You might be inclined to say that “No, these billionaires put the work in day in day out, and therefore, they can enjoy the fruits of their labor.” Indeed, most of them probably worked really hard. Some of their innovations might later pave the way for a better future for all of us. I am not discounting that. However, the system is not rewarding them proportionately. More importantly, it’s hard to say how much of their efforts are the fruits of their labor and how much of it is due to pure chance. If you were to run a few simulations with extremistan-type circumstances, you would inevitably have a few Jeff Bezos – like outliers.
We may be biased into thinking that we understand what causes Bezos-like outliers in our society. You know the usual. Think out of the box, start a revolutionary company, work extremely hard for a few years, and then smell the roses. Happily ever after. We have all read the autobiographies. We have all watched the documentaries. However, when was the last time you read about a person who did all of those things and failed? When was the last time you saw shelves of books about people who failed? Chances are, never. These stories just never really make it.
There is an epistemic bias in all this. Taleb says, “Now take a look at the cemetery. It is quite difficult to do so because people who fail don’t seem to write memoirs, and, if they did, those business publishers I know would not even consider giving them the courtesy of a returned phone call.”
This is despite the fact that, often, advice about what not to do is more useful than what to do.
But that’s just the economy. That’s just one facet of society. We also don’t understand the socio-political aspects. Take 9/11, for example, which is certainly a Black Swan event. After it happened, you had tons of experts come out and say that they had known for years that it was about to happen.
Well, why didn’t they say anything?
This retrospective distortion of the understanding of a problem is one of the hallmarks of a black swan event. None of them really knew. If they did, cockpit doors would have been bulletproof long ago, pocket knives would never have been allowed onto cabins, and the TSA would have been invented much earlier. But these things were only instituted after 9/11. If you were to suggest such policies in 1991, for example, you would probably not be taken too seriously, or would be shown a spreadsheet that suggested airlines don’t have the money for bullet-proof doors.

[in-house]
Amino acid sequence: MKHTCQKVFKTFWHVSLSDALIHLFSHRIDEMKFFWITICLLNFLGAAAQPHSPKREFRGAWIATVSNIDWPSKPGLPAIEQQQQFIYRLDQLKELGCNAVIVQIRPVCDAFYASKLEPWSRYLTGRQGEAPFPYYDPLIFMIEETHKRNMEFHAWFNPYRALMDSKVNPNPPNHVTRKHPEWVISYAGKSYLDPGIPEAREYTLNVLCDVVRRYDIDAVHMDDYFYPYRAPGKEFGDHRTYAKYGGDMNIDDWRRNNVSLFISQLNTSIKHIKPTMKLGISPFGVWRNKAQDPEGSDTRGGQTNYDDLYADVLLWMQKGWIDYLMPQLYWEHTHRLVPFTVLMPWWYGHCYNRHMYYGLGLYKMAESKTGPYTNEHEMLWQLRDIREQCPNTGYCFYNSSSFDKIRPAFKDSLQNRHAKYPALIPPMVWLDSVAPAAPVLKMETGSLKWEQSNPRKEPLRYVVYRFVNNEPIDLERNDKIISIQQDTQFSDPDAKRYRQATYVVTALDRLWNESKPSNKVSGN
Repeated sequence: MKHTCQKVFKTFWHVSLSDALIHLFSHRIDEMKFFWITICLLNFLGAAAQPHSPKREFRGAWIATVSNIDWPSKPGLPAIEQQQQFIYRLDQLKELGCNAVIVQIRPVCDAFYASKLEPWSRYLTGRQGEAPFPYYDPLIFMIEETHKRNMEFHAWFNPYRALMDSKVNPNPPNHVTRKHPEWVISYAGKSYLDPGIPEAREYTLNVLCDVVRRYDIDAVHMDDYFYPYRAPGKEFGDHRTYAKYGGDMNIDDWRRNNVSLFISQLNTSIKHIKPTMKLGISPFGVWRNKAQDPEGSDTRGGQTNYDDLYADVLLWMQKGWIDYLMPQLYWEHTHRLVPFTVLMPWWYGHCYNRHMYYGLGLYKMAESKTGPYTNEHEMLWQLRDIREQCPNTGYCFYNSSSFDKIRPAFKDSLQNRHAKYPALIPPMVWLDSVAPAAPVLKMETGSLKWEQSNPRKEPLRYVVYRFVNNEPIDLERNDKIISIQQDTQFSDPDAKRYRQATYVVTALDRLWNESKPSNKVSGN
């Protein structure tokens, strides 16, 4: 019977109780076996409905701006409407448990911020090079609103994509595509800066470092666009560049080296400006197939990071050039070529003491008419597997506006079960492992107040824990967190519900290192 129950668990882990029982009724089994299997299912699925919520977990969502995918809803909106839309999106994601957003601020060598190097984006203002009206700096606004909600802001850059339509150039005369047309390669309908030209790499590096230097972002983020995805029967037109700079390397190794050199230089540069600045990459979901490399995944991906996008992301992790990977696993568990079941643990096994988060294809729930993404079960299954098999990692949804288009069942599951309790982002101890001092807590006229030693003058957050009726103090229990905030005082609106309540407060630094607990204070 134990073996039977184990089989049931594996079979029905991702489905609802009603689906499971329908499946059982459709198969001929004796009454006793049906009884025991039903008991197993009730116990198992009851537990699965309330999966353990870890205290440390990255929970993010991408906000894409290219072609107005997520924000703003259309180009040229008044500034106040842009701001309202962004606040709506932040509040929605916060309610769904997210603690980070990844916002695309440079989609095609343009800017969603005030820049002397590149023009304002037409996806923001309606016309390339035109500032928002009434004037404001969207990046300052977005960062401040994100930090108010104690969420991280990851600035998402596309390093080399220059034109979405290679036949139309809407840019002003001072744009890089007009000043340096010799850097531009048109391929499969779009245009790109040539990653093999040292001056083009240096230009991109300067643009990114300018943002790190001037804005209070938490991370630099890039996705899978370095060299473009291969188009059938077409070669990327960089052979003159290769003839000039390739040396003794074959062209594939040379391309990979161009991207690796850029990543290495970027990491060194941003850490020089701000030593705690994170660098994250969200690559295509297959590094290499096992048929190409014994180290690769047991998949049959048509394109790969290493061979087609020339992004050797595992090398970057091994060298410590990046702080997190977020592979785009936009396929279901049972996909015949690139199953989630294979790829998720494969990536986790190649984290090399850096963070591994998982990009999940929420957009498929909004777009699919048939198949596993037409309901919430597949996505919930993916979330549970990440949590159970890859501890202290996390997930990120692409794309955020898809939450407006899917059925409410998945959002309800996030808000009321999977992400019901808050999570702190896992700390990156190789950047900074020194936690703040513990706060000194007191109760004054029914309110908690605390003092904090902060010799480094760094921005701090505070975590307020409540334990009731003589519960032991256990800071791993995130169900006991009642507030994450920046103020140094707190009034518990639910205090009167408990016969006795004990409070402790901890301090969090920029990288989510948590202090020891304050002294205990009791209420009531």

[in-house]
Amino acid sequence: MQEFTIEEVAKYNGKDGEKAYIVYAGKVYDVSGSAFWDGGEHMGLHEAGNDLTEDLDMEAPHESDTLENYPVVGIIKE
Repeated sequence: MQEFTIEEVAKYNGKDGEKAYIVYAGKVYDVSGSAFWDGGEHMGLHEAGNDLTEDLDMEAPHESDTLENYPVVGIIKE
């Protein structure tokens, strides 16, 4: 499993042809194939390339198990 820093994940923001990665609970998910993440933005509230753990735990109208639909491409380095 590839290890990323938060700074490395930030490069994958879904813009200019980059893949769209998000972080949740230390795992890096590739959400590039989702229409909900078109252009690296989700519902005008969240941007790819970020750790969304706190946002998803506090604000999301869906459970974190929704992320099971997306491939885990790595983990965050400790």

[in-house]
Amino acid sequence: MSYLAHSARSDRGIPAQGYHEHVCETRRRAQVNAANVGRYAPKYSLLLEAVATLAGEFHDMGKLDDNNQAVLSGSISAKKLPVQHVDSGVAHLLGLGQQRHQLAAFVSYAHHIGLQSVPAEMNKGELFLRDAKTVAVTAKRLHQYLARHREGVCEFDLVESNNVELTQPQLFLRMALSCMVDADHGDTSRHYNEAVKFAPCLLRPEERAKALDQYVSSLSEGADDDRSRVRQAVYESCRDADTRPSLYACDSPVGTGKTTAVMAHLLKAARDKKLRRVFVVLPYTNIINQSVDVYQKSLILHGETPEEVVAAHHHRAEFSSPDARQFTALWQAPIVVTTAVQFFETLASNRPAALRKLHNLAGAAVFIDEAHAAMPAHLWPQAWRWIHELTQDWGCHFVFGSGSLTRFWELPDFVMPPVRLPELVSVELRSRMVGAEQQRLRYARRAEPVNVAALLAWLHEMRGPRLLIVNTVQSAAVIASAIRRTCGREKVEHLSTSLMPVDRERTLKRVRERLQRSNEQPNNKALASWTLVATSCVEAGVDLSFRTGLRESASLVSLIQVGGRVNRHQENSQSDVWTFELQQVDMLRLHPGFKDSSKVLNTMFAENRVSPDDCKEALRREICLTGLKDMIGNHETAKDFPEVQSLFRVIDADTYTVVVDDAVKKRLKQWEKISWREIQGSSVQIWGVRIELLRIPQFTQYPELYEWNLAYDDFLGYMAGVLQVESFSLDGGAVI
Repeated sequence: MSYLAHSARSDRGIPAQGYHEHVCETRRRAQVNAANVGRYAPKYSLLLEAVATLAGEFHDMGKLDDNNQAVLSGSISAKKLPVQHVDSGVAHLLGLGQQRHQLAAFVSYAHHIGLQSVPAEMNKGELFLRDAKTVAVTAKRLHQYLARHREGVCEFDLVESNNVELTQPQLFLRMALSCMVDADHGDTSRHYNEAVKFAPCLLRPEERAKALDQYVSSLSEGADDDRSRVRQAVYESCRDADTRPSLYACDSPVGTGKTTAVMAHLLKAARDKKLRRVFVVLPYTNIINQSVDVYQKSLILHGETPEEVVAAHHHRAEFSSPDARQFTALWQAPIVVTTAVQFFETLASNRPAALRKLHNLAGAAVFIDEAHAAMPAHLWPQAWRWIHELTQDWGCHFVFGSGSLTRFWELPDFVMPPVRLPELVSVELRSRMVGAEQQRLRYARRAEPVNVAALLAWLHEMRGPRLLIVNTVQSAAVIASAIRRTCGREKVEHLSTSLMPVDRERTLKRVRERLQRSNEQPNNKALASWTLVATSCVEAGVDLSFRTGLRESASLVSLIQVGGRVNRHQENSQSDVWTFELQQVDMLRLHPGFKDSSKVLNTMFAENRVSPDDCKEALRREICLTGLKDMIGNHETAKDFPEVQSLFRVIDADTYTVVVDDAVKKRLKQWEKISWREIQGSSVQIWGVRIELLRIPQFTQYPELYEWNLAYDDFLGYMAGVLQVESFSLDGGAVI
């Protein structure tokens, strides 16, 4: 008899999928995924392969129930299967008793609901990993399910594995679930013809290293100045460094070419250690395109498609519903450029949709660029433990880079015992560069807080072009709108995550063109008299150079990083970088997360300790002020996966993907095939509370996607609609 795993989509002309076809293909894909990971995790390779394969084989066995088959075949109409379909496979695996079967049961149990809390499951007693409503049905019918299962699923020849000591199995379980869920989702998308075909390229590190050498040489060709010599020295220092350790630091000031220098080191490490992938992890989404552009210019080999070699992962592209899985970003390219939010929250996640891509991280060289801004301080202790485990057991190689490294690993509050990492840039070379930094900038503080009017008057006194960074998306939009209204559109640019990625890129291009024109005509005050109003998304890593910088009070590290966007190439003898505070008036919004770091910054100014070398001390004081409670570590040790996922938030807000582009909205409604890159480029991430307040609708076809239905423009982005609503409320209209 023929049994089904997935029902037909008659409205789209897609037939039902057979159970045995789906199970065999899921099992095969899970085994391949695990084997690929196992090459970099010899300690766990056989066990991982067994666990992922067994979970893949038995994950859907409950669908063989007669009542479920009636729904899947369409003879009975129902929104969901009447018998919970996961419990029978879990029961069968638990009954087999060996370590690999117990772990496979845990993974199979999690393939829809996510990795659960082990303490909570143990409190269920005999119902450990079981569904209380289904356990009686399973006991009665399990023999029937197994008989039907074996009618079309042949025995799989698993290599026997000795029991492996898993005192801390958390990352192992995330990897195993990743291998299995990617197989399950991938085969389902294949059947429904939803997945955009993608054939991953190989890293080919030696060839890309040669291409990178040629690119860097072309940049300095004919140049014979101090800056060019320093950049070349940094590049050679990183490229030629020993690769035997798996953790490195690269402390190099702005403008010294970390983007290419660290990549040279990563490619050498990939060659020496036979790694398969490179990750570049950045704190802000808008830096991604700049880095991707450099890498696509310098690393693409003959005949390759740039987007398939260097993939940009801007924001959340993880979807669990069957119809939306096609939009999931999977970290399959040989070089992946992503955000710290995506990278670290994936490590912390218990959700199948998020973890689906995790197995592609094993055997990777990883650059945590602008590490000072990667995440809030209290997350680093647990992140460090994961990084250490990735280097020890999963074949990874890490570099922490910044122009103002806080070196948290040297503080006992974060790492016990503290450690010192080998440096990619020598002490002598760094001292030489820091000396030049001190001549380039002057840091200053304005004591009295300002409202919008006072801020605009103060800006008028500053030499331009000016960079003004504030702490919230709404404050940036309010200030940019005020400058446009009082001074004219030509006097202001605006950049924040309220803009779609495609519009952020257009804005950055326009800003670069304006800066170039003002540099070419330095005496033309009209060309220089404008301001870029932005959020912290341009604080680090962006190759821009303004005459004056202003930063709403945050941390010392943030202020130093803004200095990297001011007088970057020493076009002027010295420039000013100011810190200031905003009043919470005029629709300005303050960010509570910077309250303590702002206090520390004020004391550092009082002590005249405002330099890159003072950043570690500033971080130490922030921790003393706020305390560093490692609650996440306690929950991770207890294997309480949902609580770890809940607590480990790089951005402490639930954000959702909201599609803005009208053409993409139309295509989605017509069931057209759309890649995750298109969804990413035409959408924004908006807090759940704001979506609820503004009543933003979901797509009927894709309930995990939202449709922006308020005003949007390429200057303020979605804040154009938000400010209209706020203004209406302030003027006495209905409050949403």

Thankfully, the likelihood of a 9/11 style event is much lower now than it used to be. Countries around the world are more prepared, more vigilant. However, that also makes these precautions somewhat lose their relevance. Yuval Noah Harrari, in his book Homo Deus, cites a paradox about knowledge. He says, “knowledge that does not change behaviour is useless, but knowledge that changes behaviour loses its relevance. The more data we have and the better we understand history, the faster history alters its course, and the faster our knowledge becomes outdated.”
Despite the measures we have taken for a Black Swan event like 9/11, that does nothing to improve our odds against a future Black Swan. If anything, it might lure us into a false sense of security and in fact worsen our chances of coping with the impacts of the next highly improbable event.
We tend to convince ourselves that we understand risks once we have understood a game of dice, or blackjack. However, trying to approximate the risks in real life with the same methods used in a closed-loop artificial game is simply oversimplification – a mistake we commit daily.
This, Taleb calls, is the Ludic Fallacy.
We learn simple games and immediately conclude that the stock market works the same way, even though one of these things lives in mediocristan and the other one lives in extremistan. If the markets were well understood, do you think something like Gamestop or AMC would ever have been allowed to happen? Sure, short squeezing is not a particularly new phenomenon. And yet, even a non-black-swan event such as this one left even the smartest hedge fund managers scratching their heads and practically chasing bankruptcy. This false sense of understanding makes Black Swans that much more dangerous.